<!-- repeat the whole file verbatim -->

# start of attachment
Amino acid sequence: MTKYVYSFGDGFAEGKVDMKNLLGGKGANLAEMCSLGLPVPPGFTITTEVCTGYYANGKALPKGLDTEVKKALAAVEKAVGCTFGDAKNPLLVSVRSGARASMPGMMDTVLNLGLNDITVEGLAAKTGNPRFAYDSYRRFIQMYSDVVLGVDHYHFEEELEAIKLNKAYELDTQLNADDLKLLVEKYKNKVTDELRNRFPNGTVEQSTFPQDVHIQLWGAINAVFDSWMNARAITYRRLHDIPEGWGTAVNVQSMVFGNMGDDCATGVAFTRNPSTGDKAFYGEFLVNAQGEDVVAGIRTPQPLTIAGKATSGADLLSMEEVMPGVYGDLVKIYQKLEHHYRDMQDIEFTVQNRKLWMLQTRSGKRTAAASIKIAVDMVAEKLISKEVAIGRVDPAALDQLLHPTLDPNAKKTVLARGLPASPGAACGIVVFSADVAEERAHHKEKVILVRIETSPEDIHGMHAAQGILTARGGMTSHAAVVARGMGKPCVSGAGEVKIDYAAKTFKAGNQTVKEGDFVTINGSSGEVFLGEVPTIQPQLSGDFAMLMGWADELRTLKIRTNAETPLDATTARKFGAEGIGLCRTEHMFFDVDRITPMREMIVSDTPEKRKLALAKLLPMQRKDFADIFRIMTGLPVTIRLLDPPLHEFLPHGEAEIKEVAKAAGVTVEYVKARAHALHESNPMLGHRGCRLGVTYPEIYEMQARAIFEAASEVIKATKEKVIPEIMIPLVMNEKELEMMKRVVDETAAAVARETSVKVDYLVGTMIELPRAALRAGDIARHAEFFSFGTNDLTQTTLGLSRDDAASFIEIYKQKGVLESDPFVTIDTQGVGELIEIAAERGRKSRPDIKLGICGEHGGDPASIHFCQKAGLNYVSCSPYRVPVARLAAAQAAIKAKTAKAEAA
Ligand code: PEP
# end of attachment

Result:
Amino acid sequence: MTKYVYSFGDGFAEGKVDMKNLLGGKGANLAEMCSLGLPVPPGFTITTEVCTGYYANGKALPKGLDTEVKKALAAVEKAVGCTFGDAKNPLLVSVRSGARASMPGMMDTVLNLGLNDITVEGLAAKTGNPRFAYDSYRRFIQMYSDVVLGVDHYHFEEELEAIKLNKAYELDTQLNADDLKLLVEKYKNKVTDELRNRFPNGTVEQSTFPQDVHIQLWGAINAVFDSWMNARAITYRRLHDIPEGWGTAVNVQSMVFGNMGDDCATGVAFTRNPSTGDKAFYGEFLVNAQGEDVVAGIRTPQPLTIAGKATSGADLLSMEEVMPGVYGDLVKIYQKLEHHYRDMQDIEFTVQNRKLWMLQTRSGKRTAAASIKIAVDMVAEKLISKEVAIGRVDPAALDQLLHPTLDPNAKKTVLARGLPASPGAACGIVVFSADVAEERAHHKEKVILVRIETSPEDIHGMHAAQGILTARGGMTSHAAVVARGMGKPCVSGAGEVKIDYAAKTFKAGNQTVKEGDFVTINGSSGEVFLGEVPTIQPQLSGDFAMLMGWADELRTLKIRTNAETPLDATTARKFGAEGIGLCRTEHMFFDVDRITPMREMIVSDTPEKRKLALAKLLPMQRKDFADIFRIMTGLPVTIRLLDPPLHEFLPHGEAEIKEVAKAAGVTVEYVKARAHALHESNPMLGHRGCRLGVTYPEIYEMQARAIFEAASEVIKATKEKVIPEIMIPLVMNEKELEMMKRVVDETAAAVARETSVKVDYLVGTMIELPRAALRAGDIARHAEFFSFGTNDLTQTTLGLSRDDAASFIEIYKQKGVLESDPFVTIDTQGVGELIEIAAERGRKSRPDIKLGICGEHGGDPASIHFCQKAGLNYVSCSPYRVPVARLAAAQAAIKAKTAKAEAA
Ligand code: PEP